There are a lot of really good golf swings on the PGA Tour nowadays. Some of it is because golf swing instruction has improved through the years. Adam Scott sure has a good swing. Tiger Woods used to have a great swing, but I think he’s lost it somewhat. But I think Martin Kaymar probably swings the club the best of any PGA Tour players now. He sure proved it last week, leading all the way from start to finish at Pinehurst No. 2 in North Carolina. What a start: 65 and then another 65, and in the U.S. Open no less. Year-in-and-year-out, no golf tournament in the world tests how good a golf swing is as much as the U.S. Open does.
Pinehurst No. 2–I never did like it. I never could understand why it was rated so high and generally considered as famous golf course designer Donald Ross’s best layout. I played several tournaments there, and I couldn’t stand those upside-down cereal-bowl greens. It’s bad enough to raise so many greens three feet or more above the original landscape. In flatland Texas, where I’m from, they did that so that when a gully-washer rainstorm blew in, it wouldn’t flood the greens. But to then have them slope down at the edges, like they do at Pinehurst No. 2, is not very ingenuitive to me.
It reminds me of what my friend and loved PGA Tour pro Chi Chi Rodriguez once said when he played the U.S. Open at Oakmont in Pittsburgh, PA. Those greens were notorious for being so fast. Chi Chi said, with his Puerto Rican accent, “I marked my ball on the 10th green and my marker slid off the green.” That’s how I invisioned Pinehurst No. 2 except that they could never get those greens real fast.
And that reminds me of another thing at Pinehurst No. 2. Seems like they’re always changing that golf course. Where do they get all that money to do that. Take the greens. They used to be Bermuda grass. That’s the native grass in that warm, fairly, southern climate. Then they wanted them to be bent grass so they could get them putting fast on the Stimpmeter. Bermuda grass has long, deep roots. So, they had to dig about 1.5 feet out of all the greens replace it with expensive, sandy-loam soil, and then plant Bent grass or lay Bent sod. So, we played bent greens for a few years at Pinehurst No. 2. Then up came Bermuda grass from deep roots and took over the Bent. Why? They never dug down deep enough. What a mess and waste of money.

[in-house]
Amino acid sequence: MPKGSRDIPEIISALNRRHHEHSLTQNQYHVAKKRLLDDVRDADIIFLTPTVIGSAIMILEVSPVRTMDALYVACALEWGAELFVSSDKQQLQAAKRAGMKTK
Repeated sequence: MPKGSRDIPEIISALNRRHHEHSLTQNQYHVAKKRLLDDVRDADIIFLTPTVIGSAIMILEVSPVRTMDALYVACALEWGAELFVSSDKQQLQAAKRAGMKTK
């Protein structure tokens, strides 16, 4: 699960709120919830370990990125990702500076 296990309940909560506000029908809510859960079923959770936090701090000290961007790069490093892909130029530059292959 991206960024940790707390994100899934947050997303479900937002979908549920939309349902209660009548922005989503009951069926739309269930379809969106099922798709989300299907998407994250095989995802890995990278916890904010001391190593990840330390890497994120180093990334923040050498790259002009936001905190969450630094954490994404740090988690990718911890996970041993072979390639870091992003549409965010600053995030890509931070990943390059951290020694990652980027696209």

Then there’s the layout. They used to have a lot of waste bunkers and love grass at Pinehurst No. 2. It was natural to the area. Pine needles under the pine trees instead of rough. But a lot of purist golfers don’t think that provides a top championship contest with somewhat undefined fairways in places and sandy ground with not much rough. So, they changed it by grassing in alongside the fairways, making it like other golf courses. Now, they went back to no rough with the firm sand instead.
Some say that’s why Martin Kaymar shot a pair of 65s for the lowest 36 hole total in U.S. Open history. I don’t know. As good as he was playing, I don’t think it made any difference for him. Everybody else was playing for second.
Anyone who knows the golf swing well knows that Ben Hogan’s swing was the superior model against which all golf swings are measured. Hogan hit the ball better than any human being ever. I think Martin Kaymar’s golf swing is the closest to Ben Hogan’s of any PGA Tour player nowadays. About the only difference is that Hogan’s swing was flatter. But that’s because he was 5 foot and 8 inches tall and had long arms, and Kaymar is 6 feet tall. I really like how Kaymar moves his upper body on his forward swing and finishes with it much closer to his target than most players. That’s what Hogan did. It’s a big weight shift. The result is better balance and his head doesn’t do any bobbing up and down except to rise up a little well into his finish. I call it “keeping a level head.” Hogan did that better than anybody.
We used to talk about “the secret to Ben Hogan’s swing.” They called it “the secret,” but nobody knew what it was. Hogan was always mum about it until he wrote his book entitled Five Fundamentals. That little book is a classic. I knew about a guy who was a member at the golf club in Hershey, PA, where Hogan was the assistant pro some months for a while early in his career. I don’t remember his name, but let’s call him Charlie. Charlie would watch Hogan practice all the time and once asked him what was his secret. Ben said he couldn’t give out that important information. But the guy kept badgering Hogan to tell him. Finally, one day Ben announced to members in the pro shop, with Charlie present, that he had decided to tell only Charlie his secret. Charlie’s eyes got big and bright. Ben then whispered in Charlie’s ear, “practice.”
Kaymar also psychologically kept a level head with that big lead and therefore never gave anybody a chance to catch him. Hats off to Martin Kaymar, now a two-time major winner plus a Players Championship win a month ago. After he won the PGA Championship in 2010 and was No. 1 in the world in 2011, you didn’t hear much about him. I was wondering, “What’s happened to Martin Kaymar? Has he fallen off the planet?” No more. The winner of 11 PGA Tour tournaments now, Martin Kaymar is coming into his own as one of the best pro golfers on the planet in this century. And he’s got a great golf swing to prove it.